ICALP has a pretty large number of papers, divided into three tracks. Track A is roughly algorithms and complexity ("Amero-theory"?). Track B is roughly Logic, Semantics, and PL Theory ("Euro-theory"?). Track C, formerly cryptography, is now Foundations of Networked Computation; this seems to appeal most to the Track A people, and sometimes there were mixed A/C tracks.
Three highlights for me were:
- Amin Coja-Oghlan's outstanding paper A better algorithm for random k-SAT, which quite deservedly won Best Paper in Track A. I was very sorry to miss the talk, the earliest in the schedule, as my hydrofoil from Bodrum did not get in till just after it finished. In this paper, Amin gives an O(n3/2)-time algorithm for random k-SAT which finds satisfying assignments for clause densities up to (ln k / k) 2k. Much work has gone into this problem, and the previous best algorithm only worked up to density (1.8 / k) 2k. Although the threshold for satisfiability is (ln 2) 2k, Amin's work may in fact be "tight": his FOCS 2008 result with Achlioptas gives significant theoretical evidence that (ln k / k) 2k may be the "algorithmic barrier".
- The special session devoted to Papadimitriou. This proved to be a birthday Festschrift, although it was not advertised as such. Laci Lovasz gave it away (repeatedly) in his invited talk, and the rumour floating around afterwards was that Papadimitriou is indeed "nearly 60" (cf. this). The invited talks here were excellent: Karp, on algorithmic problems from biology; Lovasz, on graph limits; Nisan, on auctions; Roughgarden, on improved methods for analyzing the price of anarchy; and Yannakakis, on complexity-theoretic aspects of Papadimitriou's research. Normally these events are good for getting amusing anecdotes about the fest-ed person, but most stories were quite heartfelt ones about the influence of Papadimitriou on the speaker's work. Possibly the most interesting thing was learning that one of Papadimitriou's most notable contributions to TCS was convincing fellow PhD-student Yannakakis to switch from EE-style information theory to TCS.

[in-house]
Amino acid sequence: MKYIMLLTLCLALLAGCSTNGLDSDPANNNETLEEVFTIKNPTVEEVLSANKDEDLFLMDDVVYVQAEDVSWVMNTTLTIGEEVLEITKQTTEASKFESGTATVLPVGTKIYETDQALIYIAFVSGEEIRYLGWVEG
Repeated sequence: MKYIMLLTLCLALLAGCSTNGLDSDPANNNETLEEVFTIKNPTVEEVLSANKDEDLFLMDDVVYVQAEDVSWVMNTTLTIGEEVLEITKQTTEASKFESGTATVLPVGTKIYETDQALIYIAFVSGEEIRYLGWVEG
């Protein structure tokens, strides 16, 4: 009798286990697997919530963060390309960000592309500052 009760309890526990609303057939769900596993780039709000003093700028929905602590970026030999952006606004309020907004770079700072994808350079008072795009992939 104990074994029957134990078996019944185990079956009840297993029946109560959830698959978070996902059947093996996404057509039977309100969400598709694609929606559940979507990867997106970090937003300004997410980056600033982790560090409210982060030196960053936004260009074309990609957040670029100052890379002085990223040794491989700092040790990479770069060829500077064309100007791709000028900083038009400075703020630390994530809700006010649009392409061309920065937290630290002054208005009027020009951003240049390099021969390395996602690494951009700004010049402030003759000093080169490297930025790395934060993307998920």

- Philip Bille and Mikkel Thorup's paper in which they made the first running-time improvement in 17 years on the problem of regular expression matching; they got it down from nm/log(n) to nm/log3/2(n) (modulo log log factors). Naturally, Philip name-checked SLOGN in his very nice talk.
More from Noam Nisan.
Pictures: view of hotel grounds; view of hotel beach; view of basketball players at the conference lunch.
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